Breaking News
September 24, 2018 - ADCETRIS drug receives approval in Japan as frontline treatment option for Hodgkin lymphoma
September 24, 2018 - Public awareness of urological conditions found to be alarmingly low across Europe
September 24, 2018 - Fitter Folks Suffer Milder Strokes: Study
September 24, 2018 - Novel botulinum toxin compound relieves chronic pain
September 24, 2018 - CHMP recommends approval of Gilenya for treatment of multiple sclerosis in children, adolescents
September 24, 2018 - National Friendly’s private medical insurance is a hit with women living in the South East
September 24, 2018 - Academics receive prestigious awards for achievements in blood pressure research
September 24, 2018 - Obese pregnant women can restrict weight gain safely with proper nutrition guidance
September 24, 2018 - CHMP adopts positive opinion of Takeda’s ALUNBRIG for treatment of ALK+ non-small cell lung cancer
September 24, 2018 - China NMPA approves LENVIMA for treatment of unresectable hepatocellular carcinoma
September 24, 2018 - A new approach for finding Alzheimer’s treatments
September 24, 2018 - USC research uncovers previously unknown genetic risk factor for dementia
September 24, 2018 - Study examining mental health among students finds significant disparities in treatment across race
September 24, 2018 - Breakthrough discovery paves way for future test to identify drowsy drivers
September 24, 2018 - Transcatheter mitral-valve repair in patients with heart failure
September 24, 2018 - Study opens new avenues for treatment of Laing distal myopathy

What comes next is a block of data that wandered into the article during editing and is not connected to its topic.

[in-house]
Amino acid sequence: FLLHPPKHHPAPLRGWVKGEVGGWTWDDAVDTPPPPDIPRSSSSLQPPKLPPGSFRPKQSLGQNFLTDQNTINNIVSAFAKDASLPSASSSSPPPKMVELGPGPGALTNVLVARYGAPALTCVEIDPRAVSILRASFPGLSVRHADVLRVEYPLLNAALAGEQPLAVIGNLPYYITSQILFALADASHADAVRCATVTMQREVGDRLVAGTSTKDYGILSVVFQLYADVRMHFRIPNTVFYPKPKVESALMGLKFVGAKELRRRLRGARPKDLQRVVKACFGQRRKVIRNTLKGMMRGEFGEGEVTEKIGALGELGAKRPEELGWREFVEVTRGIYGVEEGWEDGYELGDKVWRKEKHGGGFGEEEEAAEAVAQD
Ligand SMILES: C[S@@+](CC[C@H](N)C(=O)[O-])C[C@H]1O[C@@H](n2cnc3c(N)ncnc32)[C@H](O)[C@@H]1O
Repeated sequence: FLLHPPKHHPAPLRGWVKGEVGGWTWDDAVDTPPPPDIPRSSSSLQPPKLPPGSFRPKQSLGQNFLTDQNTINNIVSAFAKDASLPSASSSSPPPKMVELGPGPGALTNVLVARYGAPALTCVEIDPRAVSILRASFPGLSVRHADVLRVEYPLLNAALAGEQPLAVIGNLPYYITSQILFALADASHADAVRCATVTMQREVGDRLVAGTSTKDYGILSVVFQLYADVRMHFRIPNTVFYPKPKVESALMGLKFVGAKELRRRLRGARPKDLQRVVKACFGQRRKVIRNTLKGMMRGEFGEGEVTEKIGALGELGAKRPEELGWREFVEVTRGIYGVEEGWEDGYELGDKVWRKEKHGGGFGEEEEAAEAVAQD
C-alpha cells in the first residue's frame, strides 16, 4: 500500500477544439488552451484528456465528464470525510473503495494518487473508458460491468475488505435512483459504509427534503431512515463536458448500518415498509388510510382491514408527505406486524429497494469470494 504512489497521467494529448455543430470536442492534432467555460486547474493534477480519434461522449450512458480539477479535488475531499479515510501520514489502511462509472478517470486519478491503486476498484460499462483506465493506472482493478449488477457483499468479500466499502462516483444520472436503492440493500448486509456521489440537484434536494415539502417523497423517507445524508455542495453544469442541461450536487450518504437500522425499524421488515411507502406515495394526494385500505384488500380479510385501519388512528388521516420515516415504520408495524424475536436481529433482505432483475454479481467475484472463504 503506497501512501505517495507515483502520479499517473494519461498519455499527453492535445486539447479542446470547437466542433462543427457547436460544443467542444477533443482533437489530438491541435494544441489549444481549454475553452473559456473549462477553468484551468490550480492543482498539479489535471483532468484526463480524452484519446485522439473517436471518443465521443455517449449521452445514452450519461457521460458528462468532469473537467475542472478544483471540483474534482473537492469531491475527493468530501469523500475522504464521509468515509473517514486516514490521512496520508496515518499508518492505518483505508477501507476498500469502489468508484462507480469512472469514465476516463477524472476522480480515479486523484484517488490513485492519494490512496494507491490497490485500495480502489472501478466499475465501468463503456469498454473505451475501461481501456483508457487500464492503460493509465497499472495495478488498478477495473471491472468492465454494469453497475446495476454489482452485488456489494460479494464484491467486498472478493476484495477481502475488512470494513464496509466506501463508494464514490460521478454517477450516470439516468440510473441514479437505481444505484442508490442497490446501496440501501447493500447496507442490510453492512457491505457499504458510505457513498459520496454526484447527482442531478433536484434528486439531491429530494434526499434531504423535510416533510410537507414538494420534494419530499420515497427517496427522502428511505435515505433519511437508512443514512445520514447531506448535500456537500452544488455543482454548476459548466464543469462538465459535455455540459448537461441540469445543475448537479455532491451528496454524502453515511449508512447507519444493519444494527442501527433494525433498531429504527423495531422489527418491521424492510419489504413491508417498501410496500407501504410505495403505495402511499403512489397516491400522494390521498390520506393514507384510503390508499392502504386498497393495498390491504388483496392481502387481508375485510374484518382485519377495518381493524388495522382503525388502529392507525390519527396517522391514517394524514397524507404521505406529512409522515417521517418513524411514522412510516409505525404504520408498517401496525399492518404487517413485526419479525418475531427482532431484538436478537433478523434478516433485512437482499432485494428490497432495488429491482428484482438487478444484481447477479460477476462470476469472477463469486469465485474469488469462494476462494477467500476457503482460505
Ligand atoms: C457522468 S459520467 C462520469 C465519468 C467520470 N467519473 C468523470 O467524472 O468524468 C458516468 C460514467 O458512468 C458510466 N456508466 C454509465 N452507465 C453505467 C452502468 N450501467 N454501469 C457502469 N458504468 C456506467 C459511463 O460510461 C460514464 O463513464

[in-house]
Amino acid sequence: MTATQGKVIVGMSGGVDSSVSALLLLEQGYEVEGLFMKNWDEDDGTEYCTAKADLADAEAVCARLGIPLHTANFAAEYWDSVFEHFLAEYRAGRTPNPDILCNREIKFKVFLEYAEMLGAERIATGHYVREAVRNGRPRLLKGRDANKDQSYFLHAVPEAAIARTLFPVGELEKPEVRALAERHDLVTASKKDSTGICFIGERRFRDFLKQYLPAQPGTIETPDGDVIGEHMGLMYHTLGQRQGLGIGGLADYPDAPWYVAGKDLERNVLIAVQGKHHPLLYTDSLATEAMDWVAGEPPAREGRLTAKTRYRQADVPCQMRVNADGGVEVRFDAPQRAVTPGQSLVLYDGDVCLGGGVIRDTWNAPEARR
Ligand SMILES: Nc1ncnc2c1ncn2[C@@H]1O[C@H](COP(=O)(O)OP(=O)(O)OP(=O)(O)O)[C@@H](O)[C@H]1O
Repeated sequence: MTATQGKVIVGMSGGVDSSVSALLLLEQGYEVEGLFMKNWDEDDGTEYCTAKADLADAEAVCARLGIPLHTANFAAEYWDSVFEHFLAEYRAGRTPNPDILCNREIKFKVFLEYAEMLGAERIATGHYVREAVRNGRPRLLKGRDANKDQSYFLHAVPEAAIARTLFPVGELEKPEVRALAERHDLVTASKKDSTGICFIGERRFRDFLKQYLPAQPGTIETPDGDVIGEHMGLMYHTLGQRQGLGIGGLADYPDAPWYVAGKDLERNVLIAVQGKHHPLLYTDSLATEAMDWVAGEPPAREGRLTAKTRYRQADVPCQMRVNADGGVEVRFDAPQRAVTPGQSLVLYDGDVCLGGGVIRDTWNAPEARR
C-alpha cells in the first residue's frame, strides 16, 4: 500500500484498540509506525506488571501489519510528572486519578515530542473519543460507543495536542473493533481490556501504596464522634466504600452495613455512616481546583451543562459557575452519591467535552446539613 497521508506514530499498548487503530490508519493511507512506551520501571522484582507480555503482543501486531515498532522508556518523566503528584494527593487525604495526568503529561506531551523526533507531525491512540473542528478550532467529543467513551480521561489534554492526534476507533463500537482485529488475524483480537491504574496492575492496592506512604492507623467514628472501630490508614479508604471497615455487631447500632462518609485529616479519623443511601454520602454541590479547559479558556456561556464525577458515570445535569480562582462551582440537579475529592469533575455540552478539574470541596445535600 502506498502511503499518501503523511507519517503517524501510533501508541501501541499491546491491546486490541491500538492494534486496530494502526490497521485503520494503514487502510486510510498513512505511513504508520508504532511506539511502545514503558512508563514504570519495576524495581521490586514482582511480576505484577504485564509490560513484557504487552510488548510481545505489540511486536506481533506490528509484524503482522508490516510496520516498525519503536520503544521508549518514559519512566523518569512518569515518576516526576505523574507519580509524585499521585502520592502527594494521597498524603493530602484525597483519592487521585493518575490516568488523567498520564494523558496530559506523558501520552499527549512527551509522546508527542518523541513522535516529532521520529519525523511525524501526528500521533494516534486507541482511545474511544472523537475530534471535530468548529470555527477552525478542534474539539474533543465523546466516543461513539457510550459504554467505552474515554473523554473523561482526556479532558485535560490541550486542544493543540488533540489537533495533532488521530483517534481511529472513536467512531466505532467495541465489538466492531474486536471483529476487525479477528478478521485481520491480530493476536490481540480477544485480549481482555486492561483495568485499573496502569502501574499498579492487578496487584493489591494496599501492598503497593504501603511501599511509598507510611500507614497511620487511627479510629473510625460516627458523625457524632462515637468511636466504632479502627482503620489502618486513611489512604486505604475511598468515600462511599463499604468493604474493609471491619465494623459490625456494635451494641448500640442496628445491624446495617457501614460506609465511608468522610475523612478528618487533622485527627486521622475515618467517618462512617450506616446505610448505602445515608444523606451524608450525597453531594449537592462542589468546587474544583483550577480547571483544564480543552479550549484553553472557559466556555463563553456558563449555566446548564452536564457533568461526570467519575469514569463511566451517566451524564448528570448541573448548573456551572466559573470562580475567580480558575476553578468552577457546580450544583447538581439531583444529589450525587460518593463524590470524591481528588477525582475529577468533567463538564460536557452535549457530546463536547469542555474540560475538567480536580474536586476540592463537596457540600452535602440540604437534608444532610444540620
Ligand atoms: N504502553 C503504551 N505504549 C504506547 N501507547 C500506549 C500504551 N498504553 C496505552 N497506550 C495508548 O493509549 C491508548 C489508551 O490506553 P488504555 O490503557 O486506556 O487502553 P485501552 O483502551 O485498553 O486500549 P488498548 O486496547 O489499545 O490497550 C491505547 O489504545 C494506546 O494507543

September 24, 2018 - Stroke Facts | cdc.gov
September 24, 2018 - Sarcolipin tricks muscle cells into using more energy, burning fat
September 24, 2018 - Enrollment in opioid controlled substance agreement reduces primary care visits
September 24, 2018 - UTA researchers patent new smart seat cushion technology that helps prevent painful ulcers
September 24, 2018 - Second HPV-Related Primary Cancers Common in Survivors
September 24, 2018 - How a virus destabilizes the genome
September 24, 2018 - Old letters provide insight into Spanish flu pandemic horror
September 23, 2018 - Smart textile-based soft robotic exosuit helps wearers save energy and traverse difficult terrain
September 23, 2018 - New research hub to drive radical change in development and manufacturing of vaccines
September 23, 2018 - AHA: For Hispanics, Neighborhood May Be Key Factor in Heart Disease Risk
September 23, 2018 - Excessive airway nerves tied to more severe asthma symptoms, study finds
September 23, 2018 - Study highlights need to remain vigilant in maintaining key infection control processes
September 23, 2018 - Novel therapeutic strategy for blood vessel related disorders, such as cancer and retinopathy